While the Indonesian economy is still concentrated in the island of Java, with 58.48 percent contribution to the GDP, lucrative investment opportunities can be found across Indonesia. For a more outstanding balance of economic developments across all regions, the Ministry of Investment/Investment Coordinating Board (BKPM) encourages equal investment distribution beyond the island of Java. As the biggest archipelagic state with rich natural resources, the islands’ opportunities await are as diverse as its nature.
Papua and West Papua
The easternmost region of Indonesia, Papua, is abundantly rich with natural resources and equally impressive beauty. Today, it’s essential to protect the forests and coastal areas of Papua and West Papua from degradation, as nature plays a vital role in people’s welfare, socioeconomic equality, and sustainable development.
The governments of Papua and West Papua, together with Yayasan IDS, developed a green growth plan (GGP) and green investment blueprint (GIBP) for both provinces. The GIBP contains information about the commodities being cultivated in the two areas with good market potentials that are culturally appropriate and acceptable for local communities.
A green investment scheme to support the plan was proposed at the High-Level Meeting on Green Investment for Papua and West Papua in February 2020. Under the scenario, the private sector is expected to invest in low carbon and deforestation-free development involving locally-established value chains that will benefit the local economy. The potential revenue from this scheme reaches the amount of up to USD200 million per year, which will improve the livelihoods of 60,000 families across both provinces.
Many commodities that the two provinces offer to investors. They include fast-track commodities such as cocoa, arabica coffee, nutmeg, and high potential items such as seaweed,
vanilla, and robusta coffee. Opportunities also lay in fisheries and ecotourism. Aside from the outstanding natural produces, the latter sector possesses ample opportunities for development due to the two provinces’ rich and unique cultures, marine wildlife, and terrestrial beauty. One famous example is the Raja Ampat Islands, already well-known for its stunning coral islands and diving destinations.
Putting the blueprint into action requires private investment, catalyzed by ten years of blended finance, technical assistance, and locally established value chain task forces. The local and central governments have shown their commitment to development by establishing local infrastructures and improving communication capacity to local communities. This simultaneously set the environmental agenda while strengthening the relationship with the local communities by creating awareness for selected commodities.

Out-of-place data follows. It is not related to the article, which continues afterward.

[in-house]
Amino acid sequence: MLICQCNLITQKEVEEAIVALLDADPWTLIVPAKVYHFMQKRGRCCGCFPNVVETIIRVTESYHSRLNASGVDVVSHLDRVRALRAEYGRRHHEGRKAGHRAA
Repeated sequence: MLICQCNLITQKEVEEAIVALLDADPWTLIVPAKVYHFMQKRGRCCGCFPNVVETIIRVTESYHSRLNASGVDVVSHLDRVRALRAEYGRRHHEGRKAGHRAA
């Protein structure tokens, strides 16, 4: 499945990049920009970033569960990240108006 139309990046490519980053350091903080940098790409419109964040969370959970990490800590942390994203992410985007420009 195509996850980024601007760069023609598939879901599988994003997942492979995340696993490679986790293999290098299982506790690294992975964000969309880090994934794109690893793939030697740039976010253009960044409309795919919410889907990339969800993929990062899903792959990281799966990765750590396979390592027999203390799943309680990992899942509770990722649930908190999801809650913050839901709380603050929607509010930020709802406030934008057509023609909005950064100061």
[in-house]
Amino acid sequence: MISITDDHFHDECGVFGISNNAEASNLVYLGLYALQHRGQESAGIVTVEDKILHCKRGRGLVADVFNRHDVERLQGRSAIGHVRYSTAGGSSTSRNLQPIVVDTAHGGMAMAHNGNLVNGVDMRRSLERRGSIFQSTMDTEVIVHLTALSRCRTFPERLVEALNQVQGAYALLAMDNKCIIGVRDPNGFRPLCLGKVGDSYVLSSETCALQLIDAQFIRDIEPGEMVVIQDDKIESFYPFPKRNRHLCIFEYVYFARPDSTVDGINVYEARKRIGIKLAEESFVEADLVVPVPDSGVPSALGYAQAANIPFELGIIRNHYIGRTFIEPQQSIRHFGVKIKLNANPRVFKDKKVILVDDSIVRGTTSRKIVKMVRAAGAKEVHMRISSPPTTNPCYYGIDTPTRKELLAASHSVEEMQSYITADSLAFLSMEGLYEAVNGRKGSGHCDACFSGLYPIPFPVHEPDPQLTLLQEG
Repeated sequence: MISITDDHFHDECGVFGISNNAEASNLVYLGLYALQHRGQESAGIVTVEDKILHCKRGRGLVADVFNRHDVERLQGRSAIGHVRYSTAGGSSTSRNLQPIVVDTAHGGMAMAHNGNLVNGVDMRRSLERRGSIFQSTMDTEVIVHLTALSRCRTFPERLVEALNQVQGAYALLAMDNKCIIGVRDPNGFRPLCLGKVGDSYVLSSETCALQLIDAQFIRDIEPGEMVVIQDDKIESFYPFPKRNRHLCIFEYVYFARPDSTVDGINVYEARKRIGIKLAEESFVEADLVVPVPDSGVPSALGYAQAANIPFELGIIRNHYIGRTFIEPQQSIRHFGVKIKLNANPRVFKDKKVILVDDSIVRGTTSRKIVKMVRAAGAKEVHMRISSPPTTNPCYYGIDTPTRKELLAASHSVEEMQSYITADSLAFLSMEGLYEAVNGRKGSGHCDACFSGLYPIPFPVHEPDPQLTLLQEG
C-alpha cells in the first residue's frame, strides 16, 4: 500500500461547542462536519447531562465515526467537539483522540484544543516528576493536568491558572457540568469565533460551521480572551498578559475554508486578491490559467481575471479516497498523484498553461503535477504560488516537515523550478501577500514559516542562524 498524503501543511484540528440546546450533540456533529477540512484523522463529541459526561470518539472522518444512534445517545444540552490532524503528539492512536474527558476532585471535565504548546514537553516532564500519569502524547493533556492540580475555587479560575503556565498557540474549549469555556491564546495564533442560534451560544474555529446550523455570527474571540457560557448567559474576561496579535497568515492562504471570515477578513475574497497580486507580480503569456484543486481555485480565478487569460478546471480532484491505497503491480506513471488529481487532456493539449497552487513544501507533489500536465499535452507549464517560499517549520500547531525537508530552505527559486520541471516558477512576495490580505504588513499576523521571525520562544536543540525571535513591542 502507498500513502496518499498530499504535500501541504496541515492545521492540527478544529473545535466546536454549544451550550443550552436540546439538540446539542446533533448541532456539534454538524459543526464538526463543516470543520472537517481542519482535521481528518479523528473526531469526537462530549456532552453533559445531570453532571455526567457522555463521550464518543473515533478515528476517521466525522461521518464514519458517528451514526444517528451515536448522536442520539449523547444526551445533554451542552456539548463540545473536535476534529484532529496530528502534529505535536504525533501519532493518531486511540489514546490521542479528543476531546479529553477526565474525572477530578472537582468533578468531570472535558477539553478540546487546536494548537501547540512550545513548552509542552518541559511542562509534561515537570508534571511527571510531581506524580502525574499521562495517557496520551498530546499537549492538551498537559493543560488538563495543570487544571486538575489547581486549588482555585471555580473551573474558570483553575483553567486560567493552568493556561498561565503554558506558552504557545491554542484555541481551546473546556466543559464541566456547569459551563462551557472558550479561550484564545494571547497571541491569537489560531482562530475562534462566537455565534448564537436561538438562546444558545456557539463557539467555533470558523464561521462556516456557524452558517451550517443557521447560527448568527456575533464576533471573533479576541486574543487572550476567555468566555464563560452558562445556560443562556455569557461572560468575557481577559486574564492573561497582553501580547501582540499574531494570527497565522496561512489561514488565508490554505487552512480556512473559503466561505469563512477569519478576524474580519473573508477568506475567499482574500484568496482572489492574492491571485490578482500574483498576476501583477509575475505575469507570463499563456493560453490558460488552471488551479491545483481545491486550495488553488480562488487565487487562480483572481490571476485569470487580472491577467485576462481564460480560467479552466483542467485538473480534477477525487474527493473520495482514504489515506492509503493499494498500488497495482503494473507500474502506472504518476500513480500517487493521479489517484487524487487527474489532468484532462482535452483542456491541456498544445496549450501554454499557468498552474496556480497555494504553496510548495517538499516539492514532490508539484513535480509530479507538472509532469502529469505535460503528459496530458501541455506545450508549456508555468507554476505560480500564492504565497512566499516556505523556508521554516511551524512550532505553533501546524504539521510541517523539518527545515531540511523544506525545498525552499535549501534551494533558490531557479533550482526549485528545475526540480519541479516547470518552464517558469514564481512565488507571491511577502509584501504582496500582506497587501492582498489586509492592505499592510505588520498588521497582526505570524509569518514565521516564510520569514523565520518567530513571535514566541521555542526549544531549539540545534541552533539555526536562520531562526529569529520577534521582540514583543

Regarding the investment realization, the data of 2021 shows a pretty good rank for both Papua and West Papua. 91 FDI projects amounted to USD954,3 million for Papua, while West Papua receives USD32,5 million from 60 FDI projects.
By quarter 3, 2021, there are 261 FDI projects in South Sulawesi, contributing a total of USD195,2 million investment realization to the province. With more than three times the larger marine area than its landmass, Indonesia’s agroindustry potential, particularly fisheries and aquaculture, is immense. One of the most potential commodities in this category is seaweed, of which Indonesia already produces more than a third of the global seaweed production. Central to its production is Sulawesi, as South Sulawesi is the highest seaweed producer in Indonesia, primarily in the regencies of Pangkep, Maros, Takalar, Jeneponto, Bulukumba, Sinjai, and Selayar.
Seaweed contributes a considerable amount to South Sulawesi’s exports. In 2019, the export value of 130 tons of seaweed from the province was USD138 million. The demand for seaweed also keeps increasing every year, primarily from China, Chile, the Philippines, Hong Kong, Vietnam, Japan, Korea, and Brazil.
While the province alone contributes 18 percent of global red seaweed production and supports the livelihoods of 40,000 households, the vast majority of it is not processed or refined in South Sulawesi. Instead, it is sent elsewhere for processing, limiting Indonesia’s role in the seaweed global value chain. Some strategies to answer this challenge include increasing seaweed productivity and quality, developing the processing industry near the areas of seaweed production, and developing consumable seaweed businesses on micro to industrial scales.
Efforts to expand Indonesian seaweed’s global market, such as creating the Tropical Seaweed Innovation Network (www.seaweednetwork.id) digital platform to connect stakeholders, also prove valuable in facilitating cooperation and innovation.
Regarding investment bureaucracy, South Sulawesi has proven itself to be innovative. Aside from the numerous awards it has received, the province developed a regional investment potential information system (SIPID) as a management tool for potential investment information, investor complaints, and website-based regional regulations to facilitate business operations.